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                                 to figure out why. I thought history might be a way to under- stand what it means when you get diverse people together, people who are struggling for their own piece of America.”
After graduation, he left DC for a position as an assistant professor at the University of Massachusetts-Dartmouth, then to Brooklyn teaching at Packer Collegiate Institute.
But he later made a big career shift and accepted an opportunity to become the curator of the new California African American Museum (CAAM). It was one of the first museums in the state dedicated to the black experience.
President Barack Obama delivers remarks during the groundbreaking ceremony for the Smithsonian National Museum of African American History and Culture site in Washington, DC, Feb. 22, 2012.
To become founding director of the National Museum of African American History and Culture, Bunch spent over a decade on a journey that was as much part-administrator and historian as it was part-politician and fundraiser.
Through the building’s unique architectural features
to the interior details, visitors travel through hundreds of years of time from slavery to present day. Bunch chose a bronze-colored facade for the building, saying he wanted to convey “there’s always been a dark presence in America that often got overlooked or undervalued.”
“I thought history might be a way to understand what it means when you get diverse people together, people who are struggling for their own piece of America.” — LONNIE BUNCH
Although he didn’t have any formal training in museum studies, Bunch excelled at his new position. He designed many award-winning exhibits. One, in particular, The Black Olympians, 1904-1984, established his reputation as a curator.
This exhibit allowed visitors to walk on the track where African American sprinter Carl Lewis had won four gold medals. Bunch’s way of making that exhibit interactive showed he was a rising star in the museum world.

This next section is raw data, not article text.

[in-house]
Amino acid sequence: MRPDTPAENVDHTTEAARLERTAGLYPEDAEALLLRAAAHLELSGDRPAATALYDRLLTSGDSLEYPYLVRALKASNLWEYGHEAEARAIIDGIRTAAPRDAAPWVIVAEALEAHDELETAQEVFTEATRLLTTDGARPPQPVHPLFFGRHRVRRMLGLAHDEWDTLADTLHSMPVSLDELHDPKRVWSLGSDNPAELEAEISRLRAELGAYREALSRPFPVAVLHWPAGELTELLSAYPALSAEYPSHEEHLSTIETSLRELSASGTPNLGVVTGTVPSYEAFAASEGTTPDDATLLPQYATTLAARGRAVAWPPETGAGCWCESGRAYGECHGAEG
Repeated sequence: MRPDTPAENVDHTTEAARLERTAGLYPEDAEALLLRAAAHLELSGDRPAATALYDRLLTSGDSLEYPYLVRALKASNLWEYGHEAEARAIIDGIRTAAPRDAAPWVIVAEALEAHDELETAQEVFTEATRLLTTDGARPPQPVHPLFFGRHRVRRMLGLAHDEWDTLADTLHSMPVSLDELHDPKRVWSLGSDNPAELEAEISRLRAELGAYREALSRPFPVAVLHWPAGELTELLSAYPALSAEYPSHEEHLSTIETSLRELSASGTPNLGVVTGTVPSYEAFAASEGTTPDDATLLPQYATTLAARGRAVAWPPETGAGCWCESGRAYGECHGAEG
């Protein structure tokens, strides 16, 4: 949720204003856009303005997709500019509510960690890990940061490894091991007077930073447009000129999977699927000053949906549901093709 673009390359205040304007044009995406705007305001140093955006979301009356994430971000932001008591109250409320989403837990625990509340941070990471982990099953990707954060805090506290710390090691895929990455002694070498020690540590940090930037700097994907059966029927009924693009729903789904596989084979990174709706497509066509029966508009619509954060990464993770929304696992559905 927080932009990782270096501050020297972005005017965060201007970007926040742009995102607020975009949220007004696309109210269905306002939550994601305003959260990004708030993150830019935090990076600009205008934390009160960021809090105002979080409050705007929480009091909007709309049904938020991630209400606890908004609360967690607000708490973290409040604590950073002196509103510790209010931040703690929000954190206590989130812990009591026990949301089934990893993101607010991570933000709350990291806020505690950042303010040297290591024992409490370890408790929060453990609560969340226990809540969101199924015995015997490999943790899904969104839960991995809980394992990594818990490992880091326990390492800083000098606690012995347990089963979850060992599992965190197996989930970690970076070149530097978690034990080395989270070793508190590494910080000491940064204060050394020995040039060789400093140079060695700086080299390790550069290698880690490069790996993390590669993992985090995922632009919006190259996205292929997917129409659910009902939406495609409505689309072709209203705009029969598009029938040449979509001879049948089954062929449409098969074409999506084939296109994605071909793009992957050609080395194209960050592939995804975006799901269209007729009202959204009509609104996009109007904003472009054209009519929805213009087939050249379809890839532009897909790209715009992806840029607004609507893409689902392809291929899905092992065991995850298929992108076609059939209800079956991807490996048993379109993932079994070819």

“I never let my ignorance stop me, so I would just kind of talk to people and they’d come with good ideas and I said, ‘Let’s try to do it,’” he said in a 2006 interview.
Roger Kennedy, director of the National Museum of American History (NMAH), invited him back to the Smithso- nian as Supervising Curator in the Division of Community Life and, within three years, Bunch was Assistant Director for Curatorial Affairs; Two years later, Associate Director.
From there, he became president of the Chicago Historical Society, which prepared him for the biggest role of his life.
The Negro in World War I, the book that Bunch found
in his grandfather’s basement that day, sits in his library today. With such a rich childhood memory in his mind at all times, Bunch built a museum that now serves as the repos- itory for the collective history of black civil rights leaders, abolitionists, sports icons and business tycoons as well as the anonymous and voiceless who his grandfather pitied.
“The vision of the museum was built on four pillars,” Bunch wrote of his journey. “One was to harness the power of memory to help America illuminate all the dark corners of its past. Another was to demonstrate that this was more than a people’s journey—it was a nation’s story. The third was to be a beacon that illuminated all the work of other museums in a manner that was collaborative, and not competitive. And the last—given the numbers of people worldwide who first learn about America through African American culture—was to reflect upon the global dimen- sions of the African American experience.”

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